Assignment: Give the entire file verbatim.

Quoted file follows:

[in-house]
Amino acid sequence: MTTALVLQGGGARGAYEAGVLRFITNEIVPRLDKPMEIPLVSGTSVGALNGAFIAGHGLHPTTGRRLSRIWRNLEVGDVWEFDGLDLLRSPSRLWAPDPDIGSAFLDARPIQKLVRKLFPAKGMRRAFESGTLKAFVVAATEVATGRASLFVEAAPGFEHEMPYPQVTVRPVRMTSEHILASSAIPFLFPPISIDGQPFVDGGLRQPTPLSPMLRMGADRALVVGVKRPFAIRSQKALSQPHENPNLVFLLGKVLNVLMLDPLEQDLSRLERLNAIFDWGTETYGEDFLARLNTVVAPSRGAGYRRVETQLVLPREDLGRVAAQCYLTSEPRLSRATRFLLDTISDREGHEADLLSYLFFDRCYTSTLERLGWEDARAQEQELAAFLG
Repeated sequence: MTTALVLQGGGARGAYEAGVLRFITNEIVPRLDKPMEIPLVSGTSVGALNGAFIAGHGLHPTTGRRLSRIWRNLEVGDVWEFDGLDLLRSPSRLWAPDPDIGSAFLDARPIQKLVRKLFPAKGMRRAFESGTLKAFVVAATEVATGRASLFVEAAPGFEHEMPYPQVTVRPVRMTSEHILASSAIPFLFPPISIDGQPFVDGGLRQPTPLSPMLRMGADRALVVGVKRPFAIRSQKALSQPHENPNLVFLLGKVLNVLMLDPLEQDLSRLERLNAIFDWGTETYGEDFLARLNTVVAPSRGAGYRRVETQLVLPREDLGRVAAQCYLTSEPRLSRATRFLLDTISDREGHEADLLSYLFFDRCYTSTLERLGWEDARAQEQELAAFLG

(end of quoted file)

[in-house]
Amino acid sequence: MTTALVLQGGGARGAYEAGVLRFITNEIVPRLDKPMEIPLVSGTSVGALNGAFIAGHGLHPTTGRRLSRIWRNLEVGDVWEFDGLDLLRSPSRLWAPDPDIGSAFLDARPIQKLVRKLFPAKGMRRAFESGTLKAFVVAATEVATGRASLFVEAAPGFEHEMPYPQVTVRPVRMTSEHILASSAIPFLFPPISIDGQPFVDGGLRQPTPLSPMLRMGADRALVVGVKRPFAIRSQKALSQPHENPNLVFLLGKVLNVLMLDPLEQDLSRLERLNAIFDWGTETYGEDFLARLNTVVAPSRGAGYRRVETQLVLPREDLGRVAAQCYLTSEPRLSRATRFLLDTISDREGHEADLLSYLFFDRCYTSTLERLGWEDARAQEQELAAFLG
Repeated sequence: MTTALVLQGGGARGAYEAGVLRFITNEIVPRLDKPMEIPLVSGTSVGALNGAFIAGHGLHPTTGRRLSRIWRNLEVGDVWEFDGLDLLRSPSRLWAPDPDIGSAFLDARPIQKLVRKLFPAKGMRRAFESGTLKAFVVAATEVATGRASLFVEAAPGFEHEMPYPQVTVRPVRMTSEHILASSAIPFLFPPISIDGQPFVDGGLRQPTPLSPMLRMGADRALVVGVKRPFAIRSQKALSQPHENPNLVFLLGKVLNVLMLDPLEQDLSRLERLNAIFDWGTETYGEDFLARLNTVVAPSRGAGYRRVETQLVLPREDLGRVAAQCYLTSEPRLSRATRFLLDTISDREGHEADLLSYLFFDRCYTSTLERLGWEDARAQEQELAAFLG